Union and Obama super PAC buy $4 million in ads

The Service Employees and Priorities USA, the superPAC created by backers of President Obama, have jointly bought $4 million in television ads in key states with Hispanic-American populations, exposing the anti-worker, anti-Hispanic record of presumed Republican presidential nominee Mitt Romney.

The joint ad buy is the latest evidence that progressive groups, faced with the financial might of the Right - an estimated $1 billion-plus in their pro-Romney campaign spending - are uniting in coalitions to fight back on behalf of Obama and their causes.

The commercials, "Mitt Romney: En Sus Propias Palabras" (Mitt Romney: In His Own Words), feature working Latinos commenting on Romney's statements in favor of firing people, union spokeswoman Beatriz Lopez says.

 "Romney's tainted record shows how the multi-millionaire has made a career out of driving companies into bankruptcy and laying off workers without the health and retirement benefits they had earned, only so that he could generate profit for himself and his wealthy, corporate shareholders," she added.

In the ad, one Denver Latino voter says Romney is "making fun of us, of the people who don't have work. What he is saying is not fair.  I cannot vote for Romney."  Colorado is one of the swing states where the ad campaign will run.

"Our kids are suffering and he makes a joke... I cannot imagine voting for him," adds an offended Nevada voter.  Nevada is another swing state with a fast-growing Hispanic-American population. 

"The new Spanish-language ads are part of a broader effort to illustrate what a

Romney presidency would mean for Latinos and working families everywhere," Lopez says.  "His condescending rhetoric regarding the middle-class and the Latino commun-ity are clear indicators of devastating policies that would come with his administration."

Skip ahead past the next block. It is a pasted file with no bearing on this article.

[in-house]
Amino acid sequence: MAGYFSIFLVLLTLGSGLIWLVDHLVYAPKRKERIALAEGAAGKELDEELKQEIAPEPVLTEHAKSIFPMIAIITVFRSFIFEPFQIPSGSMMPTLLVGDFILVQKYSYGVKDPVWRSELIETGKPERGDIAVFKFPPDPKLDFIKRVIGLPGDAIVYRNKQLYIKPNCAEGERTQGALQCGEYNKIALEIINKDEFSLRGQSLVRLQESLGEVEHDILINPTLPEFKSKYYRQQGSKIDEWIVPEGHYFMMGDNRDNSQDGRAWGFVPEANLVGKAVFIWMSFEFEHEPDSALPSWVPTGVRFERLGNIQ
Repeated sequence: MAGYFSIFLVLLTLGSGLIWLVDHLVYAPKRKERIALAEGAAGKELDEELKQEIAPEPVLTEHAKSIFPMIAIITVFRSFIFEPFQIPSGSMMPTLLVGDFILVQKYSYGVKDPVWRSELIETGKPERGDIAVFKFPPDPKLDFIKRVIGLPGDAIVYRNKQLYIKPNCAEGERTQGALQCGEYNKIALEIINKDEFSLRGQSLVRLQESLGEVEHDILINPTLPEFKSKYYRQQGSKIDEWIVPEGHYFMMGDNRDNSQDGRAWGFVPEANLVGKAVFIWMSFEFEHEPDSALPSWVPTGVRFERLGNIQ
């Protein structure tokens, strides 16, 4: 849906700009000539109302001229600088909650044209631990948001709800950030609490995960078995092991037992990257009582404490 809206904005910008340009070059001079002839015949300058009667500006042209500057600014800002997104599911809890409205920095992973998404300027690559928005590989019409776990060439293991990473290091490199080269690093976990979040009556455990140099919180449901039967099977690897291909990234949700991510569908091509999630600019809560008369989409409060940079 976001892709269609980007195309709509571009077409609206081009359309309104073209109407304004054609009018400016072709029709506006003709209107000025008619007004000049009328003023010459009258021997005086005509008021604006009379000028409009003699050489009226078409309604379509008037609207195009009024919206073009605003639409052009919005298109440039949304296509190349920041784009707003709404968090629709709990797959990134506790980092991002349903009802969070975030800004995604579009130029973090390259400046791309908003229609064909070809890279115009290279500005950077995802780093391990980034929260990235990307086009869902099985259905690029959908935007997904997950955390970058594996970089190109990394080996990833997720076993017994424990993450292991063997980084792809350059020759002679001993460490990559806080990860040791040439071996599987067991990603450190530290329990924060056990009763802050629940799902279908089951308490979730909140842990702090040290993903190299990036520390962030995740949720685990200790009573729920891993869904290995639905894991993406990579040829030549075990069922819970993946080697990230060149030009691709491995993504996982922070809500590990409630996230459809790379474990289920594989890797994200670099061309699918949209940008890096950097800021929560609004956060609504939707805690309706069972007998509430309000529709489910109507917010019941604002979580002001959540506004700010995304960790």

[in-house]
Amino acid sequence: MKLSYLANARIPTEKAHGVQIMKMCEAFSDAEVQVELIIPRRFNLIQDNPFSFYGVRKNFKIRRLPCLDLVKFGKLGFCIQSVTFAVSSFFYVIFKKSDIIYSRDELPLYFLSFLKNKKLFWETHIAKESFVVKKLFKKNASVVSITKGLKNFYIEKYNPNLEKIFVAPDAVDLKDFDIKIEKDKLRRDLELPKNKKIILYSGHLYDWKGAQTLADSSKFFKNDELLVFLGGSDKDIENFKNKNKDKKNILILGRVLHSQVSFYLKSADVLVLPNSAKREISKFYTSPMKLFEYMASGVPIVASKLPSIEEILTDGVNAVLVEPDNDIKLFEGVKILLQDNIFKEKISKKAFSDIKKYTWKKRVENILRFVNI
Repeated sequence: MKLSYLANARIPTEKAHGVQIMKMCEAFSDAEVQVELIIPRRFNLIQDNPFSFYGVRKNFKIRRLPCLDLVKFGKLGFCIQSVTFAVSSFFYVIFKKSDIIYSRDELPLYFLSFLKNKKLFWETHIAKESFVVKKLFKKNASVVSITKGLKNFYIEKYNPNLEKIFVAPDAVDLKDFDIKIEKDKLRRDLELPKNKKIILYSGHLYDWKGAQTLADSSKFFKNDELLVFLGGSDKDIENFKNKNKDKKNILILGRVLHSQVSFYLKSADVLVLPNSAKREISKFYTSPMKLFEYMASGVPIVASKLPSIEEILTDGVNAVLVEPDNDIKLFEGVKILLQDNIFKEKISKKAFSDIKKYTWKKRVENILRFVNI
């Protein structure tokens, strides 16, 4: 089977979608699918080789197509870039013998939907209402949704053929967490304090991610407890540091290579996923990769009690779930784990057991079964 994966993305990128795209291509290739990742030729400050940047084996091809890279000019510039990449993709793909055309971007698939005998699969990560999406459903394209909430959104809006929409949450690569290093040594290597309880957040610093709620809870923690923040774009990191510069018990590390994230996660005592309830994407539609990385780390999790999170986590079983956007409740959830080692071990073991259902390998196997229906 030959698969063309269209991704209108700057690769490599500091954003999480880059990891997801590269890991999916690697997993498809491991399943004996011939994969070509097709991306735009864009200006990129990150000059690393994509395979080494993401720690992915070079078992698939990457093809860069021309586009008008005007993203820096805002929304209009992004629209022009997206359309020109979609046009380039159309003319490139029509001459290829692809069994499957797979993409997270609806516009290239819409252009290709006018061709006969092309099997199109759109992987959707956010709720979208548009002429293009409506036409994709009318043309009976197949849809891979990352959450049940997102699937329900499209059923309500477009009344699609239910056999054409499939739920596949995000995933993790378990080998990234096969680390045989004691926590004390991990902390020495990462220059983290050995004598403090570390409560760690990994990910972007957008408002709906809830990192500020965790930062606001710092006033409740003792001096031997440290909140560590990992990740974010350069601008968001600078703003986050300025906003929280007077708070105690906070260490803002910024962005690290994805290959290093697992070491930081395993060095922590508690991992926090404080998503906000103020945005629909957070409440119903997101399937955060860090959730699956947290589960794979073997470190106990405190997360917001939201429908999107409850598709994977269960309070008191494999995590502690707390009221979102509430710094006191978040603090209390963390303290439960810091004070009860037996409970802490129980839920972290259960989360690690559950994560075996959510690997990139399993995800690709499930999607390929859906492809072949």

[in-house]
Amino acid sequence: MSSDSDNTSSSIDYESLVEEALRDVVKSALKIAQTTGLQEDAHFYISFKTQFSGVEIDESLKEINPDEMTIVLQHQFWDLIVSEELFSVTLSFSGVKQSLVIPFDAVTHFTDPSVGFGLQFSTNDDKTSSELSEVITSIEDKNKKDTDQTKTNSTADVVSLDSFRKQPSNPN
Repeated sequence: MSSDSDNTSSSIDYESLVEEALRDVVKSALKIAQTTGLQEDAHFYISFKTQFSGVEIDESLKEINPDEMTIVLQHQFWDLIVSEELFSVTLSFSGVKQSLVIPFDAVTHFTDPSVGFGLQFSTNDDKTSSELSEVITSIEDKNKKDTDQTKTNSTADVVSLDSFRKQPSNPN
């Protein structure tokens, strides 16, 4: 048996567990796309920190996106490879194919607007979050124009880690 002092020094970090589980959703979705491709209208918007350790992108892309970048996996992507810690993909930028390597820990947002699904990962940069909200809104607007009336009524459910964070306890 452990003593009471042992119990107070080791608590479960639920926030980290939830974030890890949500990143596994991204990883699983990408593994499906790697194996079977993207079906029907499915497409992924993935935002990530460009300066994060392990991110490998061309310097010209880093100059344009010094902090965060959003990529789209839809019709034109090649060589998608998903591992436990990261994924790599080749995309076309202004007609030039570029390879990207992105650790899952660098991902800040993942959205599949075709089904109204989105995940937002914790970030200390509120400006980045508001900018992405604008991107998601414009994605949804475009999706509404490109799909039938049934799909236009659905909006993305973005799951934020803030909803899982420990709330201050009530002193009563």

Eliseo Medina, the union's Secretary-Treasurer and the son of immigrants, expanded upon the ad campaign in a June 13 op-ed piece about Romney's anti-Hispanic stands.

"Actions don't lie and neither does video," Medina wrote.  "Those who doubt that should closely watch facial expressions of those who feel insulted.  Watch faces of voters when they see and hear a politician only interested in helping the wealthy.  Watch faces of Latinos when they hear Romney speak in his own words and hear about how Romney actually made his millions.  Then you will agree that pictures don't lie."

Romney, Medina said, "jokes about being unemployed" and "made a fortune often driving companies to bankruptcy and laying off workers without the health and retirement benefits they had earned to increase the profit margins for himself and his wealthy investors."  The voters, Medina said, were disgusted and worse, and not just about Romney's stands on jobs.

"Romney's GOP primary campaign rhetoric on immigration, jobs and other key issues shows a real disrespect for Hispanics struggling to earn fair wages to support their families.  Lately, Romney has run paid media ads claiming he shares Latinos' values, while trying to avoid talking about immigration, a 'gut check' issue that helps Latino voters distinguish between the good guys and the bad.

"But Hispanics won't forget his record" of opposing the Dream Act, favoring anti-Hispanic anti-immigrant laws in Alabama and Arizona and saying Latinos should "self-deport" after authorities make their lives miserable, Medina said.

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